Pressing the zipper tab to my thigh with the back of my left hand, I bent my right wrist and tried to hook a finger through the loop. The angle was too shallow.

I bent my hand farther. No go.

Using the fingers of my left hand, I placed pressure on my right, increasing the backward angle. Pain screamed up the tendons of my forearm.

As I thought my bones would snap, my index finger found the loop and slipped through. I tugged gently. The tab gave, and my bound wrists followed it down. With the zipper open, it was easy to slide the fingers of one hand into the pocket and withdraw the scalpel.

Carefully cradling my prize, I rolled onto my back and wedged the instrument against my stomach. Then I peeled off the napkin by rolling the scalpel between my hands. Rotating the blade toward my body, I began sawing the tape that bound my wrists. The scalpel was razor sharp.

Easy. Careful. Don't carve your wrist.

In less than a minute my hands were free. I reached up and tore the bindings from my lips. Flames raced across my face.

Don't scream!

I yanked the rag from my mouth, alternately gulped air and spat. Gagging on my own foul saliva, I sliced through the blindfold circling my head and ripped it from my eyes.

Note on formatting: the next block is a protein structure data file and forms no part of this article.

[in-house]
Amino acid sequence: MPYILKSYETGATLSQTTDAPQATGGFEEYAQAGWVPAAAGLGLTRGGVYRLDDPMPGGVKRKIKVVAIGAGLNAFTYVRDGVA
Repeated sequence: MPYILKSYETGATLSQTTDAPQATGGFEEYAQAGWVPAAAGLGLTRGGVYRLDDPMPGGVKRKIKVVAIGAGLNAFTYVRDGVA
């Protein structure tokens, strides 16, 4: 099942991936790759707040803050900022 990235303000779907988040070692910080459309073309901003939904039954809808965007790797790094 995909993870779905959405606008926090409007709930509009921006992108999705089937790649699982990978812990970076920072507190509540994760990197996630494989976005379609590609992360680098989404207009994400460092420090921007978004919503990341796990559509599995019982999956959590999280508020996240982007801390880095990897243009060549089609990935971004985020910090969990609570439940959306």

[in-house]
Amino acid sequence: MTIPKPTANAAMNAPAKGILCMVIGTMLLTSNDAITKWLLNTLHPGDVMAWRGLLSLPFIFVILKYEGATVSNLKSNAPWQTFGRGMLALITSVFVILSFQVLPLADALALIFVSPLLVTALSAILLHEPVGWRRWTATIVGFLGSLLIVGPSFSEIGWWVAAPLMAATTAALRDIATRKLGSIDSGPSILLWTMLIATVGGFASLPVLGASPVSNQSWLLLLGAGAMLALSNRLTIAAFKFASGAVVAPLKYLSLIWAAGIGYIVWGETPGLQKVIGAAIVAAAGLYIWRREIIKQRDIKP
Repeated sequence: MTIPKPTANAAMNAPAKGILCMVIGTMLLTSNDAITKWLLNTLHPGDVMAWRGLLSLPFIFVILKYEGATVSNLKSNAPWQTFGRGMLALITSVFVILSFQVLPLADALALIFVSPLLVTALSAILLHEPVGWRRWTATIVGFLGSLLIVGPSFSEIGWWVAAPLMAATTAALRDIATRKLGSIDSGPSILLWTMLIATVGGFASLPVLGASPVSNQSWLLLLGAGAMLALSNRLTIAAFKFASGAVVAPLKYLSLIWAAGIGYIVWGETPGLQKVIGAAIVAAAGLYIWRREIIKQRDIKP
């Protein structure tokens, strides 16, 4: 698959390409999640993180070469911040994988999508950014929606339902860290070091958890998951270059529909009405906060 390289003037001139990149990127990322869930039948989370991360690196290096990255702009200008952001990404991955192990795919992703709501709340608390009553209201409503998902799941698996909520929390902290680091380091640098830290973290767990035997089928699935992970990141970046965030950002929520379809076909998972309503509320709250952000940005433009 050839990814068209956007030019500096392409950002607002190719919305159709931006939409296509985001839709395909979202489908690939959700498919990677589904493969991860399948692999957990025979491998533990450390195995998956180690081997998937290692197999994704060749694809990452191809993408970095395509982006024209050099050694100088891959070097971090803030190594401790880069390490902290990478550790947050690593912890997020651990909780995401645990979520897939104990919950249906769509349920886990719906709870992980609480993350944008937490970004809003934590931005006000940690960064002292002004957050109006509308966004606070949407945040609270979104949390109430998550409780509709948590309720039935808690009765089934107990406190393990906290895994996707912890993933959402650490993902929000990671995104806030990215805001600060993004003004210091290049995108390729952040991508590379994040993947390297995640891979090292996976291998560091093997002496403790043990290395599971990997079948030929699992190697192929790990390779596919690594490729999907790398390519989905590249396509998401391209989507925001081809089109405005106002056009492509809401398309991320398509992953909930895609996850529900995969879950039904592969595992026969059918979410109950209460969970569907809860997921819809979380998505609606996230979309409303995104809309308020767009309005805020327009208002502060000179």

Another burst of fire as skin and some eyebrows went with the tape. With shaking hands, I reached down and freed my ankles.

I was slashing at the bag when a sound paralyzed my arm.

The chunk of a car door!

How far away? What to do? Play dead?

My arm flew, a piston driven by a will of its own.

Feet rustled through leaves. My mind calibrated.

Fifty yards.

I jabbed at the canvas. Up, down. Up, down.

The rustling grew louder.

Thirty yards.

I thrust my boots into the opening, thrashed out with all my strength. The tearing sounded like a shriek in the stillness.

The rustling paused, resumed, faster, more reckless.

Twenty yards.


“Hold it right there.”

I pictured the gun, felt bullets slam into my flesh. It didn't matter. I'd either be dead now or dead later. Better to make a fight of it while there was still the chance to resist.

“Don't move.”

I flipped around, grabbed the edges I'd torn, and pulled with both hands. Then I lunged headfirst through the opening, tumbled facedown, rolled onto my feet, and stood on rubber legs, trying to focus.

“Madam, you are dead.”

I bolted away from the sound of the voice.